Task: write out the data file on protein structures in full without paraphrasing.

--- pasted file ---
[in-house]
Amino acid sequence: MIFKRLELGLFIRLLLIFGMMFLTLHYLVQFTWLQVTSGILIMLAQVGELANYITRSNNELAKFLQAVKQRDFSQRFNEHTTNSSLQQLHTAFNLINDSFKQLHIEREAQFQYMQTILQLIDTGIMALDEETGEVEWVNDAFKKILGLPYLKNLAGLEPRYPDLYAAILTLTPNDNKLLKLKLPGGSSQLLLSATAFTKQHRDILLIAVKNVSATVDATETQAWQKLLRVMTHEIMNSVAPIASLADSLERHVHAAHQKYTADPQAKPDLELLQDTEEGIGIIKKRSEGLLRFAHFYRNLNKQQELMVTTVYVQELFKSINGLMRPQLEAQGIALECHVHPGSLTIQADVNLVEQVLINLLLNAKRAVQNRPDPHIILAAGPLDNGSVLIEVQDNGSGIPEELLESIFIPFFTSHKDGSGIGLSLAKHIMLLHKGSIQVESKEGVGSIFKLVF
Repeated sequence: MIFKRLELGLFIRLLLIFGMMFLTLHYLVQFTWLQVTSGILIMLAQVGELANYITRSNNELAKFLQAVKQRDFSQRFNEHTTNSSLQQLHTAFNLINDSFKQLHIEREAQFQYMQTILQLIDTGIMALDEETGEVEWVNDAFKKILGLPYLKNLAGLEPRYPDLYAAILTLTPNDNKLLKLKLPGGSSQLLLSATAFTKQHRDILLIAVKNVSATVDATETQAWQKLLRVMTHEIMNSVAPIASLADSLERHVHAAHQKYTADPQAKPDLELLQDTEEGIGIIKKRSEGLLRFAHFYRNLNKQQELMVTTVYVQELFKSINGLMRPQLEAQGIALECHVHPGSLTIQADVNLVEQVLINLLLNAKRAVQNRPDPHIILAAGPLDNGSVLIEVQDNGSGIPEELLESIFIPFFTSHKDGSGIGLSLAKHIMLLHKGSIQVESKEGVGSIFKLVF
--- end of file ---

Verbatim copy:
[in-house]
Amino acid sequence: MIFKRLELGLFIRLLLIFGMMFLTLHYLVQFTWLQVTSGILIMLAQVGELANYITRSNNELAKFLQAVKQRDFSQRFNEHTTNSSLQQLHTAFNLINDSFKQLHIEREAQFQYMQTILQLIDTGIMALDEETGEVEWVNDAFKKILGLPYLKNLAGLEPRYPDLYAAILTLTPNDNKLLKLKLPGGSSQLLLSATAFTKQHRDILLIAVKNVSATVDATETQAWQKLLRVMTHEIMNSVAPIASLADSLERHVHAAHQKYTADPQAKPDLELLQDTEEGIGIIKKRSEGLLRFAHFYRNLNKQQELMVTTVYVQELFKSINGLMRPQLEAQGIALECHVHPGSLTIQADVNLVEQVLINLLLNAKRAVQNRPDPHIILAAGPLDNGSVLIEVQDNGSGIPEELLESIFIPFFTSHKDGSGIGLSLAKHIMLLHKGSIQVESKEGVGSIFKLVF
Repeated sequence: MIFKRLELGLFIRLLLIFGMMFLTLHYLVQFTWLQVTSGILIMLAQVGELANYITRSNNELAKFLQAVKQRDFSQRFNEHTTNSSLQQLHTAFNLINDSFKQLHIEREAQFQYMQTILQLIDTGIMALDEETGEVEWVNDAFKKILGLPYLKNLAGLEPRYPDLYAAILTLTPNDNKLLKLKLPGGSSQLLLSATAFTKQHRDILLIAVKNVSATVDATETQAWQKLLRVMTHEIMNSVAPIASLADSLERHVHAAHQKYTADPQAKPDLELLQDTEEGIGIIKKRSEGLLRFAHFYRNLNKQQELMVTTVYVQELFKSINGLMRPQLEAQGIALECHVHPGSLTIQADVNLVEQVLINLLLNAKRAVQNRPDPHIILAAGPLDNGSVLIEVQDNGSGIPEELLESIFIPFFTSHKDGSGIGLSLAKHIMLLHKGSIQVESKEGVGSIFKLVF